Four Reasons We Chose a Schwartz Performance Chassis for Pro Touring

We'll send you the most interesting Chevy Hardcore articles, news, car features, and videos every week.The pro-touring craze has created a swarm of spectacular Chevelles and Camaros that finally sit right and fill the wheelwells perfectly. Basic understanding of the increased weight of the 17s, 18s, 19s, 20s, and even 22s has made bigger brakes and reworked suspension must-haves for exclusion from the dreaded poseur label. A pro-touring guy swaps wheels and tires, brakes, spindles, and springs in order to transition his car to the pro-touring theme.

The result is a great-looking car that would probably handle fairly well on a winding road, but is more than likely relegated to form-over-function cruiser duty. Yet, in most cases, the owner is happy. However, some musclecar guys have higher standards. The more serious and demanding among the musclecar crowd are not satisfied with their cars unless they really "work. Whether Stock Car racing, road racing, or drag racing is in their blood, this crowd sacrifices a particular "look" if it is detrimental to handling and performance.

Jeff Schwartz is a member of that crowd. In the '80s, Jeff Schwartz was a professional road racer.

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Schwartz appeared in the street-machine world when he competed in Car Craft's Real Street Eliminator with an '82 Cadillac Fleetwood Brougham Coupe and won the event. More shocking, Schwartz would show up one year later in his handbuilt Ultima--a street-legal endurance racecar--and soundly embarrass the competition again. The birth of Schwartz Extreme Performance in Crystal Lake, Illinois, has allowed the building of killer street machines and dream cars that reflect a philosophy of pavement-shredding, all-around performance.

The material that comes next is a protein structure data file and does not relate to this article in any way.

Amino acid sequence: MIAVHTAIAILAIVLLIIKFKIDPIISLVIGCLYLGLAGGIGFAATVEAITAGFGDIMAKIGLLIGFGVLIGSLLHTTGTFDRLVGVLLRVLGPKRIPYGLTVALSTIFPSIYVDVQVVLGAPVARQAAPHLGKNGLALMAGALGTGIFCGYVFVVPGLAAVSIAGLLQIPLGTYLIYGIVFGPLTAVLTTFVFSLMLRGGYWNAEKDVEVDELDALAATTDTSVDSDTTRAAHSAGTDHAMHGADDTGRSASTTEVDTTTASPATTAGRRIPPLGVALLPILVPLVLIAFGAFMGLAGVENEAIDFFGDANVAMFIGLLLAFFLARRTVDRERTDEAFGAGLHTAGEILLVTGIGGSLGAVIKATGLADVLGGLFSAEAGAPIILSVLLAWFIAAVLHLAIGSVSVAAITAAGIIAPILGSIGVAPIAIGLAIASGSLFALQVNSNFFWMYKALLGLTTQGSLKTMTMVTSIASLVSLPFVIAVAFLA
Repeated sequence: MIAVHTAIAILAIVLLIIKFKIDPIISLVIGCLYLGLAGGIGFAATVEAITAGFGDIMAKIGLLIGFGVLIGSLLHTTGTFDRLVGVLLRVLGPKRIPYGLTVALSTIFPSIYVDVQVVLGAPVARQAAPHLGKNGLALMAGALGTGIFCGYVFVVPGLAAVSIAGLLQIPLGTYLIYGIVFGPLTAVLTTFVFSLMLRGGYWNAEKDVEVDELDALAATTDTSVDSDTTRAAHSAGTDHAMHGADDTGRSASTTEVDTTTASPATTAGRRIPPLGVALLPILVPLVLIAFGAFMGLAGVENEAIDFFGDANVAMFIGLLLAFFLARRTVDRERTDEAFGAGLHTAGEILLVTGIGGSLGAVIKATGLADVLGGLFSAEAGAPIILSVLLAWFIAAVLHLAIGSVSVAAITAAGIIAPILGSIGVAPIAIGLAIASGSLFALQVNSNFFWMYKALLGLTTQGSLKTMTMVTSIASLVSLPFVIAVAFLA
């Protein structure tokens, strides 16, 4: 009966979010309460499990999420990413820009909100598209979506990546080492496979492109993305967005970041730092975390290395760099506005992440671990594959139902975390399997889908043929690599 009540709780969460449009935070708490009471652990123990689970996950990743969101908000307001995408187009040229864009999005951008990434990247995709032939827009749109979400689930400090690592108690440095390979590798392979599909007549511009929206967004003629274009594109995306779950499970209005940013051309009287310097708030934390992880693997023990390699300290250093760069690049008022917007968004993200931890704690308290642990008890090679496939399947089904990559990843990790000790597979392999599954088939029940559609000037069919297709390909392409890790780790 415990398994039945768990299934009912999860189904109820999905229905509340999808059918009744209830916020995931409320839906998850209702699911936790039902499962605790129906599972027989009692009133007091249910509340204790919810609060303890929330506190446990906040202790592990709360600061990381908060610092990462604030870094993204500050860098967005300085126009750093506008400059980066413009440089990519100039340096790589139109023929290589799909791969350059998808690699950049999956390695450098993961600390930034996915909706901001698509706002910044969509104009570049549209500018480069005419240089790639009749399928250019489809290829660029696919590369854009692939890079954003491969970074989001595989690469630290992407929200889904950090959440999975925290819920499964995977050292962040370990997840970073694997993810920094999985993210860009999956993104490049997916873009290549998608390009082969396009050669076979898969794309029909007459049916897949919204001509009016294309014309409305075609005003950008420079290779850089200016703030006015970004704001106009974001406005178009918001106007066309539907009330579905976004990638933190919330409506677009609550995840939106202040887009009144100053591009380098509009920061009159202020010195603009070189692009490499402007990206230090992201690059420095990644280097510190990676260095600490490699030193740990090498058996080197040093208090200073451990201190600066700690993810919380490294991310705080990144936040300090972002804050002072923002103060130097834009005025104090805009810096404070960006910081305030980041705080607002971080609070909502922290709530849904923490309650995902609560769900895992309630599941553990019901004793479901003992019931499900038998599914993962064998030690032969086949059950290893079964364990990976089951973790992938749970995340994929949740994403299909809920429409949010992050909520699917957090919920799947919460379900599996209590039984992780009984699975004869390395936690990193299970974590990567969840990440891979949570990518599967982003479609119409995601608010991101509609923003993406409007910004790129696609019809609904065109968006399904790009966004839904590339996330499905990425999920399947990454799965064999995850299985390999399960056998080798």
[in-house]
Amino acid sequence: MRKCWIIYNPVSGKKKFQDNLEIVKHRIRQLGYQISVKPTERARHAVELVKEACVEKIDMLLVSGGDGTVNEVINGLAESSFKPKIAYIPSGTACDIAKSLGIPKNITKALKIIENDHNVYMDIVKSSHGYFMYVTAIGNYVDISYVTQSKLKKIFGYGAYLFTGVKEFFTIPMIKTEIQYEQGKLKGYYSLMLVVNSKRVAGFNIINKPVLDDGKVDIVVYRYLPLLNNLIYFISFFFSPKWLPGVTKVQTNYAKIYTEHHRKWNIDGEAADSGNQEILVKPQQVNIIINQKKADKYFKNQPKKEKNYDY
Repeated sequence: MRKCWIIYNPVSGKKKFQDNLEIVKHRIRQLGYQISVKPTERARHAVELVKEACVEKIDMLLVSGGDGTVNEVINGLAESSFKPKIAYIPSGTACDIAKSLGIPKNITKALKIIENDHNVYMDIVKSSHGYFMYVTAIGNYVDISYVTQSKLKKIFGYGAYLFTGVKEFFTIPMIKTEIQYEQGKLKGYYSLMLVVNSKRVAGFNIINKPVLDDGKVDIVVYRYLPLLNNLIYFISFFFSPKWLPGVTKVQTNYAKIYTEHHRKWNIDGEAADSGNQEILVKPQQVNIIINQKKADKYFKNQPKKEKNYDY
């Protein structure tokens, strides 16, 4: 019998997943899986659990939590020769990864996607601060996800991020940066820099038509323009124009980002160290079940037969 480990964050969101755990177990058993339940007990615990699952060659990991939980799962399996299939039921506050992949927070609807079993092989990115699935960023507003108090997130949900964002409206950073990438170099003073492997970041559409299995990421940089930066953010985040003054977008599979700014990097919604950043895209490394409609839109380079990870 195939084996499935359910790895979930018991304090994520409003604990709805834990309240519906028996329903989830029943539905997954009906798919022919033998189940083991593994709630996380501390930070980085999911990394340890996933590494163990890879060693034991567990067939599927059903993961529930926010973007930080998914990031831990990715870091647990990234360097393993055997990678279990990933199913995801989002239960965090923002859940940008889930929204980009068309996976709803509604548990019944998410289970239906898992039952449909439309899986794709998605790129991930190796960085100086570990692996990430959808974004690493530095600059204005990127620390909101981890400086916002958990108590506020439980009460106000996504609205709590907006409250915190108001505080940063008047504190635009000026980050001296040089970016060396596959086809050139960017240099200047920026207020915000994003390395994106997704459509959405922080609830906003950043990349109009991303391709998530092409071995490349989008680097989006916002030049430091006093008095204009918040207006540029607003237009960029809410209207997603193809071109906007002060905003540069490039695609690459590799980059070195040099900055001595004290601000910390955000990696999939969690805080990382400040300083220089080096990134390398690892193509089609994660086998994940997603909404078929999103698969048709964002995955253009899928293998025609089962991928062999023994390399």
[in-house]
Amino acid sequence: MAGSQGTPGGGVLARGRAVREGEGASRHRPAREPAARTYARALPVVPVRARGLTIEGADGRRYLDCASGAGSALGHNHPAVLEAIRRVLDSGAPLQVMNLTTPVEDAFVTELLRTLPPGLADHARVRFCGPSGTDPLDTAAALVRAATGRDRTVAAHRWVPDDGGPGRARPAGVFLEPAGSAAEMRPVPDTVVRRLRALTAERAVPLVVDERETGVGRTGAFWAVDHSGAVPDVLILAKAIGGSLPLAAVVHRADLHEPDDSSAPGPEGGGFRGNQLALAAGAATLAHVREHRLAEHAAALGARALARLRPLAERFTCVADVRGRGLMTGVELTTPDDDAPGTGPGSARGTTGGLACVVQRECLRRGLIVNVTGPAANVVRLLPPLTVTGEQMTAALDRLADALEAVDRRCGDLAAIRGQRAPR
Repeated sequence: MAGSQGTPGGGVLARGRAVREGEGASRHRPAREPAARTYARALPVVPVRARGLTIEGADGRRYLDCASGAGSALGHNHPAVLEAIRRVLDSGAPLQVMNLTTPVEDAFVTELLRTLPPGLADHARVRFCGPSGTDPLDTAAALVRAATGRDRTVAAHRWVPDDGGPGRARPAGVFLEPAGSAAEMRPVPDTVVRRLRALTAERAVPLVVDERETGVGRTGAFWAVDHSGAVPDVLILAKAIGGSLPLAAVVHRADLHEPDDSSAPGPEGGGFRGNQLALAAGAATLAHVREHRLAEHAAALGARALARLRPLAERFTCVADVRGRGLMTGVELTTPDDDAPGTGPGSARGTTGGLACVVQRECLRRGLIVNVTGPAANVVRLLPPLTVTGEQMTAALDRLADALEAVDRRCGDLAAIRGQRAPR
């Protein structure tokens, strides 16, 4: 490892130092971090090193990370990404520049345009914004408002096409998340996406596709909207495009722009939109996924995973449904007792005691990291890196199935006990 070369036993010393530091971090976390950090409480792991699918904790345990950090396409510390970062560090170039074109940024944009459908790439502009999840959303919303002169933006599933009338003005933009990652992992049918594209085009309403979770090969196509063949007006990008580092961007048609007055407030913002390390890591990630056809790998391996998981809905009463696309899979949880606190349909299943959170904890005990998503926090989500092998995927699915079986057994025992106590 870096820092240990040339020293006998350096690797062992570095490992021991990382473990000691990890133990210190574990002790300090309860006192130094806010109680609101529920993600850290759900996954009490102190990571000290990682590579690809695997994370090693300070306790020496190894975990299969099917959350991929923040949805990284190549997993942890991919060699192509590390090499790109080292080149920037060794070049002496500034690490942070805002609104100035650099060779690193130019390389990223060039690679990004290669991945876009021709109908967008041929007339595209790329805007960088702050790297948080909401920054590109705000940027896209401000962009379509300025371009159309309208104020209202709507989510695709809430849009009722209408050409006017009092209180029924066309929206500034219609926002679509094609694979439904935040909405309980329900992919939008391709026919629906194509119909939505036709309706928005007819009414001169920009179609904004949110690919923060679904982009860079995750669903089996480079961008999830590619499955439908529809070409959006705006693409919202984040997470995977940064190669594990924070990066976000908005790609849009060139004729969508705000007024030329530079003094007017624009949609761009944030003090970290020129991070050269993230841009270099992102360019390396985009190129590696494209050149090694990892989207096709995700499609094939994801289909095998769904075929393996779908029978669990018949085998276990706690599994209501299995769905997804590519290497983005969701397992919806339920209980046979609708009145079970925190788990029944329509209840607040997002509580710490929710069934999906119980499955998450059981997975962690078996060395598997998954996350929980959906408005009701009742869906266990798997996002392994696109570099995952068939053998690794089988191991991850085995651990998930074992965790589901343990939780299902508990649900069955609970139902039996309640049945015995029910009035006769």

One such vehicle, a '65 two-door Chevelle wagon, was slated for a complete build with Schwartz-style performance. Even though aftermarket pieces abound to improve the handling of GM's full-frame A-bodies, the development of a purpose-built performance chassis began to emerge.

Where Classic Style meets Modern Technology

Adding up the costs and parts needed to make the stock chassis work to the level desired for the wagon, Schwartz determined that a "clean sheet of paper" build of a serious street chassis incorporating the best technology from the race track would be both cheaper and superior.

Schwartz's 26 years of automotive manufacturing came together to expand the vision beyond his customer's Chevelle wagon. The SPC is available in a number of other applications, including the ' Camaro, which gives Camaro owners an affordable option to convert their year-old unibody platform into a full-framed, high-performance slot car.

Don't sign up for one of these if you have a stock restoration in mind. Schwartz recommends an in-depth evaluation of a driver's needs and desires before a chassis is built. From this as a starting point, SEP will equip the chassis with parts specified by the owner.

The intensity and quality built into each chassis, along with product support from a real enthusiast, promises to make a huge impact on those looking for more than just pro touring.

The SPC makes the case for the next step, moving from pro-touring poseurs to pro-turning performers. Bolt one under your Bow Tie and enter a new world of handling and dragstrip performance at a price that is easily affordable. Combining road-racing prowess and street-machine savvy, SEP has worked with circle-track chassis designer Kevin Laatsch to offer the ultimate street chassis for ' Chevelles and ' Camaros.

Framerails are moved in slightly to give the owner the option of either using stock wheelwells or modifying them for up to a inch-wide rear tire with a mini-tub.Enter your username: Do you want to login or register?

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I want to create an account To login, enter your password: Enter your password: Forgot your password? Stay logged in. Home What's New? Results 1 to 17 of Thread: Schwartz Performance Chassis. All brand new still in the boxes. If my budget would allow I would just put it all together, but unfortunately it wont at this point in time.

If things change for me before this sells I will do just that.

schwartz chassis review

If the chassis sells, I will put the car back on the stock sub frame and put the car back together that way with some mini tubs and a narrowed rear and sell it that way. I am open to just selling just about any combination of the above, but I don't need to give the stuff away either.

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Someone jump on this while there is still time, never know I may win the lotto tomorrow! Sponsored Links.